Recruiting RFP

About to Hire an Outside Recruiting Firm? Here’s How to Ace Your RFP (Request for Proposal)

Your company is growing and there is an urgent need to reduce time-to-hire. A decision has been made to engage an external talent acquisition firm and your team is tasked with creating the RFP. Vendor responses are needed quickly and the pressure is on to meet with key project stakeholders to define project requirements, scope, and goals, and write a clear, concise RFP.

Composing accurate RFPs are a constant challenge for busy recruiters, especially if you are seeking bids for more complex staffing or RPO project. After years of working with HR and recruiting teams in companies of all sizes, I’ve come up with a few basic ground rules — for both parties — to help convey all the information a potential vendor needs to know and get your deserved outcome: a highly capable partner who can deliver the value you need at a fair cost.

RULE #1: – Don’t give potential vendors only a day or two to respond

Pressuring a potential vendor to respond in an extremely condensed timeframe usually results in best guess responses and lowball cost estimates that they think you want to hear. Unless it’s a simple project for an executive search or the need for contingent staffing, there are too many variables that can influence your investment and require more time to work through. From the time the scope has been detailed sufficiently enough to present an initial proposed solution, potential vendors should have at least 30 days to properly produce a response. If a highly reputable and experienced vendor asks you for more time to deliver its proposals, be thankful.  If a vendor can turn around an RFP in a day or two, there’s a good chance that there is some due diligence lacking on their part and that their estimate will eventually change.

Rule #2 – Initiate work sessions

Since so much is at stake for your company, give prospective vendors the opportunity to interact with you and other project stakeholders in a proper work session.  These kinds of sessions let you engage in authentic dialog with potential vendors and create the kind of shared understanding of expectations that you would never get from a written response. Not only will you get a preview of the vendor’s work style, but your team also gains an opportunity to learn a great deal about the process, efficiencies, best practices, and where your areas of improvement could be.

Rule #3 – Make sure the manager of the process has relevant experience and credentials   

We frequently run across RFPs written by Procurement or an outside consultant who repurposes an RFP template. The RFP process is about much more than presenting a scope of work and getting a few questions answered about pricing. In order to successfully assess, select and work with a vendor, the creator and the manager of the document and process should be someone who has the experience and credentials to do so.  While repurposed templates might work for commoditized goods or services if you are looking to build a genuine working relationship, avoid canned questions that do not reflect your current business needs.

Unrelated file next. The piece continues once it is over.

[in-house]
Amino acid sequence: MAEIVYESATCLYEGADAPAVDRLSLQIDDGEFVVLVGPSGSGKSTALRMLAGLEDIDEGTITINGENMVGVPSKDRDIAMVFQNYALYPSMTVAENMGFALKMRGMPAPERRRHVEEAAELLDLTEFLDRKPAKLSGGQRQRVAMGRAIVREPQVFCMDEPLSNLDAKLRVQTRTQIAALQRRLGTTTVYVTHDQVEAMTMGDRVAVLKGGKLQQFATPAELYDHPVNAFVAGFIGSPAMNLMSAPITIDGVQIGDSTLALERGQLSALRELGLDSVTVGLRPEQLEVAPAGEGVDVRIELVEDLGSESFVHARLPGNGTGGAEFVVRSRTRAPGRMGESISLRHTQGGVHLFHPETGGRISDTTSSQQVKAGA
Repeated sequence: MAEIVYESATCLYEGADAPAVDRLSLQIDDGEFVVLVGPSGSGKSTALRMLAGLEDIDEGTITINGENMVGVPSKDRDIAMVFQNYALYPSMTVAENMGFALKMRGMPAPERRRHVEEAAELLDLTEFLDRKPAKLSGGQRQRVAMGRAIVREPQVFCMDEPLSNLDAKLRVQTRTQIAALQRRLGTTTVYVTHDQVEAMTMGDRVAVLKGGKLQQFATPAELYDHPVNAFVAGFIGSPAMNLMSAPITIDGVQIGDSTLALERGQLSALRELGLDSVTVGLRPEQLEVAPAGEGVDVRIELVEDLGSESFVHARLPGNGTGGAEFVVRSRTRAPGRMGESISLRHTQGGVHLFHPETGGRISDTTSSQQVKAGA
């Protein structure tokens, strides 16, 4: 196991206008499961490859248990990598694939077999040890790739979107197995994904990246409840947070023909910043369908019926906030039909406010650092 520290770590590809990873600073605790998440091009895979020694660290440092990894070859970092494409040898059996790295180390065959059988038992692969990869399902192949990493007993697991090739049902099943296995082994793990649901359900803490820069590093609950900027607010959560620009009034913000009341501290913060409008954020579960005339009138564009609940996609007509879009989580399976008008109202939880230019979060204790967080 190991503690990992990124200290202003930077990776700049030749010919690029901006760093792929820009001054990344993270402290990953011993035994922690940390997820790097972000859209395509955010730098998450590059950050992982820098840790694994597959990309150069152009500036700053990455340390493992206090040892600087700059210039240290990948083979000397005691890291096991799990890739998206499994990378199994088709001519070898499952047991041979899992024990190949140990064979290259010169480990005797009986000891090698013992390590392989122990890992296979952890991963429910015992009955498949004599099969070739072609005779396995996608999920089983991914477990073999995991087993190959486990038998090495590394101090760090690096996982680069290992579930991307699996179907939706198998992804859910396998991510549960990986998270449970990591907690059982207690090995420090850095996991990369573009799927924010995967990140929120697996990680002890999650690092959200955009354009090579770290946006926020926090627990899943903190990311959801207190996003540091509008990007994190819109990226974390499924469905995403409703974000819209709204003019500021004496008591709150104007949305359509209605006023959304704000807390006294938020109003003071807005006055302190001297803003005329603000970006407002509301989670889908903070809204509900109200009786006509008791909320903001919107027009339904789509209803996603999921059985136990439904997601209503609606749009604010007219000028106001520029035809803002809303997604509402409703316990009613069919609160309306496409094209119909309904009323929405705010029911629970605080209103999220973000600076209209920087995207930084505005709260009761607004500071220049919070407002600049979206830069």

For smaller companies with limited resources, consider identifying two or three providers that you believe would be a fit based on size, industry focus, experience, and results.  Execute a short RFI (Request for Information), followed by work sessions with the folks who will influence and utilize their services and work to fill urgent openings. This can help you to learn about each other and further solidify a solid relationship built on demonstrated actions and success.

Rule #4 – Make sure your RFP addresses the “why?”

Your RFP should lead with business goals, objectives, and measurements, rather than a list of required features or services. A vendor that is sincerely interested in being a partner will ask thoughtful questions about your organization and central pain points, why this project is important, and project goals and timeline. The most accurate proposals are always based on a shared understanding of business goals and how project stakeholders define success.

When an RFP is written well, the selection process becomes much more efficient, faster, and successful. The RFP process is not about getting a “price check,” free advice with no intentions of selecting an outside partner, or a way to drive current provider costs down. Rather it’s about an opportunity to create a stellar partnership with innovative thinkers and doers who are invested in generating true business value for your company.



Mike Starich

Mike Starich is the former CEO at Orion Talent, a provider of skilled talent acquisition, recruitment optimization and military hiring to businesses in manufacturing, supply chain, energy, healthcare and more. Prior to joining Orion in 1992, Mike served in the Marine Corps for seven years as a flight officer and Marine officer recruiter.